“I think that employers and HR departments are often oriented toward what’s the minimum that the law says we have to do, and let’s do that,” she said. 

Reddy says women who are denied paid medical leave following the delivery of a stillborn baby need to be very clear about their health and medical needs in order to recover physically and emotionally.

At least 21,000 stillborn babies are born in the United States every year. That’s about 1 in every 175 births, according to the CDC. 

According to the Star Legacy Foundation, the U.S. stillbirth rate has been the same for many decades and is higher that in other industrialized nations.

The foundation’s founder and executive director Lindsey Wimmer’s son Garrett was stillborn at 38 weeks — then considered full-term — nearly 20 years ago.

“I tried to understand what had happened to us from that medical perspective because there were just so many unanswered questions, and that was when I realized how little research had been done, how many gaps there were, and that there just really was no attention being paid to this issue,” Wimmer said. 

Former nurse practitioner claims that stillbirth is not a top priority in the United States.

“We have a lot of work to do, and we need to be doing it because where we’re at right now is not OK,” Wimmer said. “And I would say we are definitely falling behind our colleagues and our counterparts in other high-income countries around the world who are really making stillbirth prevention a priority.”

Some stillbirths may be caused by infection, birth defects and other pregnancy complications. According to March of Dimes the most common sign is when the baby stops moving and kicking. 

Black women are twice as likely to experience a stillbirth than Hispanics or whites. Women in the lower income brackets and women over 35 are at greater risk.

Elizabeth Cherot, MD, senior vice president and chief medical and health officer at March of Dimes, wants women to know that while there are some risk factors you can’t change, there are others you can do something about.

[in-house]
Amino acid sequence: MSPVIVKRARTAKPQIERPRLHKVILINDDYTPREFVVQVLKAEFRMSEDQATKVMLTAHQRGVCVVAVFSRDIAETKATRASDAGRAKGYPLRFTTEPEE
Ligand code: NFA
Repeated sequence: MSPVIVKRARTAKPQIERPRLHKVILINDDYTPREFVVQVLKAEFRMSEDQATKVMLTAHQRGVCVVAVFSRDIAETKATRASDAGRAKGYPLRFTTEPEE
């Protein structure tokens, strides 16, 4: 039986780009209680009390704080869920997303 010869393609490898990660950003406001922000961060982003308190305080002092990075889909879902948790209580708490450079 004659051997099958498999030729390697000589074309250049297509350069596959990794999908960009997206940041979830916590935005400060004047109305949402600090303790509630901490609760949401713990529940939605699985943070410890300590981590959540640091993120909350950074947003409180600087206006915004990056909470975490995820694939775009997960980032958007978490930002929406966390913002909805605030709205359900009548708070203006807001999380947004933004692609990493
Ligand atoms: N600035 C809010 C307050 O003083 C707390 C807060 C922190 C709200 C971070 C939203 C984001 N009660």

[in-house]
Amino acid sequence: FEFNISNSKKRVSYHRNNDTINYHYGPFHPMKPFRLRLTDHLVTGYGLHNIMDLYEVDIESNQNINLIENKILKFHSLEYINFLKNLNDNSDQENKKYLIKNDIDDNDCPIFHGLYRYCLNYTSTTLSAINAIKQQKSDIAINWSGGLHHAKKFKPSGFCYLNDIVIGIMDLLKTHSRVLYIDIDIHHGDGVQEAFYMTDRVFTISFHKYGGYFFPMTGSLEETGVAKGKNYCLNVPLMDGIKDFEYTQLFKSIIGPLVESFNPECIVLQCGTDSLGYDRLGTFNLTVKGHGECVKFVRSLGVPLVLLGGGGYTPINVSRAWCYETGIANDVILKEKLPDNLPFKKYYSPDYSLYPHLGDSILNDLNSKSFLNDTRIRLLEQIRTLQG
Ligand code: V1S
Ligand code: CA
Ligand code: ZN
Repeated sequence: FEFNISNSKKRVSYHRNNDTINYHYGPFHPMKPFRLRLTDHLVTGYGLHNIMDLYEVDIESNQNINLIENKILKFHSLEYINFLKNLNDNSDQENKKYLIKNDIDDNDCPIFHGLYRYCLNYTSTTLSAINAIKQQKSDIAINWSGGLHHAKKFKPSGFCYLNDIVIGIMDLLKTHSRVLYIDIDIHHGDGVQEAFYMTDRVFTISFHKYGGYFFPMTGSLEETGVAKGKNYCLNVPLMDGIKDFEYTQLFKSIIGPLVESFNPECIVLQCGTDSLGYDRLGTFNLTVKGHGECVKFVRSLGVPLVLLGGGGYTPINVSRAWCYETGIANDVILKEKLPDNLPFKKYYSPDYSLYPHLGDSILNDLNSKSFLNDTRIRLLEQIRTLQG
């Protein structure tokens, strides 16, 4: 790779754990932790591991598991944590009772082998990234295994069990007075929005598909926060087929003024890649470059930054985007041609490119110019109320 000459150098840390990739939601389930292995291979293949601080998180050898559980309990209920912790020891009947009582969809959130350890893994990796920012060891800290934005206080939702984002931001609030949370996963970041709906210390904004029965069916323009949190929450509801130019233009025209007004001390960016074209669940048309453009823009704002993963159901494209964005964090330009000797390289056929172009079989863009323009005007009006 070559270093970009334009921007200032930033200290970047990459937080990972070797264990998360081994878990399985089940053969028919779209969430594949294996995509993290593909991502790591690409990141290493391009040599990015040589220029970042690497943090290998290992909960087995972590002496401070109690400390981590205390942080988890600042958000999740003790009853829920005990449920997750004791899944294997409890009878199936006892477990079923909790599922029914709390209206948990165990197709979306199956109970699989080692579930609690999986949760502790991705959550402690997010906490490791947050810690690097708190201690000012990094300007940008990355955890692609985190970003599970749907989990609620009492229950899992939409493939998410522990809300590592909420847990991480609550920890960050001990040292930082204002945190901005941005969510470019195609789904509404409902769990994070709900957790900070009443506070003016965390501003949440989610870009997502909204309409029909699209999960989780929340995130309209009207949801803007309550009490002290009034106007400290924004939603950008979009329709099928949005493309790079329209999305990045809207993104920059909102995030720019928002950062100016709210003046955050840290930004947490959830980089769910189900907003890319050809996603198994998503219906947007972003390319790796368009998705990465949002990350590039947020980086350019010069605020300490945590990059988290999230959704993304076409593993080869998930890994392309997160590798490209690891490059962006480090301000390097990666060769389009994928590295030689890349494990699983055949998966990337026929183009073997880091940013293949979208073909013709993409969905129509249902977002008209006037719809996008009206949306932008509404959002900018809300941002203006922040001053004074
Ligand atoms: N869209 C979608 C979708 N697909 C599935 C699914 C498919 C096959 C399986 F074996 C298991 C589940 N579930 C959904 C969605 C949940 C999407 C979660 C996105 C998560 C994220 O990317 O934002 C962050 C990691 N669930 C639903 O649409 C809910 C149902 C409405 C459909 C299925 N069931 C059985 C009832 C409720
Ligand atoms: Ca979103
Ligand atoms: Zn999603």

“Getting a preconception checkup, for example, helps identify medical conditions you have that can increase your chances of stillbirth,” Cherot said. “This is an important step for anyone thinking of getting pregnant.”

Other tips include: Avoid drugs, alcohol and tobacco. Consult a physician immediately if you have bleeding during pregnancy. 

Christopher M. Zahn MD, interim CEO and Chief of Clinical Practice and Health Equity and Quality at the American College of Obstetricians and Gynecologists says that the cause of most stillbirths remains largely unknown. 

“The study of specific causes of stillbirth has been hampered by the lack of uniform protocols to evaluate and classify stillbirths and by decreasing autopsy rates,” Zahn said. “In most cases, stillbirth certificates are filled out before a full postnatal investigation has been completed and amended death certificates are rarely filed when additional information from the stillbirth evaluation emerges.”

More data and research is needed, he says. His organization “believes that stillbirth prevention is a responsibility shared broadly and has worked to raise awareness among legislators and stakeholders regarding U.S. stillbirths, the racial and ethnic inequities that exist, and the need for more research.”

March of Dimes, a non-profit organization that promotes maternal and child health, has opened a new research center. The center will study and combat poor health outcomes as well as long-standing racial differences that have made the U.S. a dangerous nation for childbirth.

“The center will focus solely on research aimed at closing the health equity gap in maternal and infant health outcomes through scientific research and technology development,” Cherot said. 

Last year, in response to a Congress request, a group met with experts to discuss stillbirth. In March, the Stillbirth Working Group at the National Institutes of Health’s National Institute of Child Health and Human Development published a report that focused on barriers to collecting data on stillbirths, communities at higher risk, the psychological impact and treatment for mothers after stillbirth, and known risk factors.

They recommended improving data collection, addressing disparities and reducing U.S. stillbirth rates through research and preventive efforts.

O’Donnell took measures into her own hands and hired a placental pathologist from Yale to help determine Aaliyah’s cause of death. She had outgrown the placenta.

And she’s working on expanding Aaliyah in Action to help fill in the gaps she sees in the system.

“Nobody should be walking into a hospital pregnant and then walking out with empty arms. It’s even worse if you can prevent it. Many stillbirths can be prevented. And we can change this and I’m here to do that.”

Comment here